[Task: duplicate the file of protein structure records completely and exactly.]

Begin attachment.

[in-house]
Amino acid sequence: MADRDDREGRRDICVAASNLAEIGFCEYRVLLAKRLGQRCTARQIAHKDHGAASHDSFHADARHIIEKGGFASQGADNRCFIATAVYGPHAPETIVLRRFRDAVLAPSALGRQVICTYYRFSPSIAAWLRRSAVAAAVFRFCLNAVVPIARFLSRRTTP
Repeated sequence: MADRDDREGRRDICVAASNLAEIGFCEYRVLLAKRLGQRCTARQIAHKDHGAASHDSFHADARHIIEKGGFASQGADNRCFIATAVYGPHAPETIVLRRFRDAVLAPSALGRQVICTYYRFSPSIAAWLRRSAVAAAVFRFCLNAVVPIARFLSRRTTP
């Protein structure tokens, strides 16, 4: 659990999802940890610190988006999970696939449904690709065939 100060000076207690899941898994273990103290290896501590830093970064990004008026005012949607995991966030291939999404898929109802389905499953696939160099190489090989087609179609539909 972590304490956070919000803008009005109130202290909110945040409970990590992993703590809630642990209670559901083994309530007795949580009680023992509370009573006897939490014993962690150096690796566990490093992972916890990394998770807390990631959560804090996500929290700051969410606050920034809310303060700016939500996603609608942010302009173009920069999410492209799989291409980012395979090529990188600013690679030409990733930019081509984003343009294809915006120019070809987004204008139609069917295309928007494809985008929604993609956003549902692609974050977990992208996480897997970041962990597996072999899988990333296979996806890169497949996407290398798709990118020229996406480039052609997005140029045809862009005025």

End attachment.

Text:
[in-house]
Amino acid sequence: MADRDDREGRRDICVAASNLAEIGFCEYRVLLAKRLGQRCTARQIAHKDHGAASHDSFHADARHIIEKGGFASQGADNRCFIATAVYGPHAPETIVLRRFRDAVLAPSALGRQVICTYYRFSPSIAAWLRRSAVAAAVFRFCLNAVVPIARFLSRRTTP
Repeated sequence: MADRDDREGRRDICVAASNLAEIGFCEYRVLLAKRLGQRCTARQIAHKDHGAASHDSFHADARHIIEKGGFASQGADNRCFIATAVYGPHAPETIVLRRFRDAVLAPSALGRQVICTYYRFSPSIAAWLRRSAVAAAVFRFCLNAVVPIARFLSRRTTP
């Protein structure tokens, strides 16, 4: 659990999802940890610190988006999970696939449904690709065939 100060000076207690899941898994273990103290290896501590830093970064990004008026005012949607995991966030291939999404898929109802389905499953696939160099190489090989087609179609539909 972590304490956070919000803008009005109130202290909110945040409970990590992993703590809630642990209670559901083994309530007795949580009680023992509370009573006897939490014993962690150096690796566990490093992972916890990394998770807390990631959560804090996500929290700051969410606050920034809310303060700016939500996603609608942010302009173009920069999410492209799989291409980012395979090529990188600013690679030409990733930019081509984003343009294809915006120019070809987004204008139609069917295309928007494809985008929604993609956003549902692609974050977990992208996480897997970041962990597996072999899988990333296979996806890169497949996407290398798709990118020229996406480039052609997005140029045809862009005025």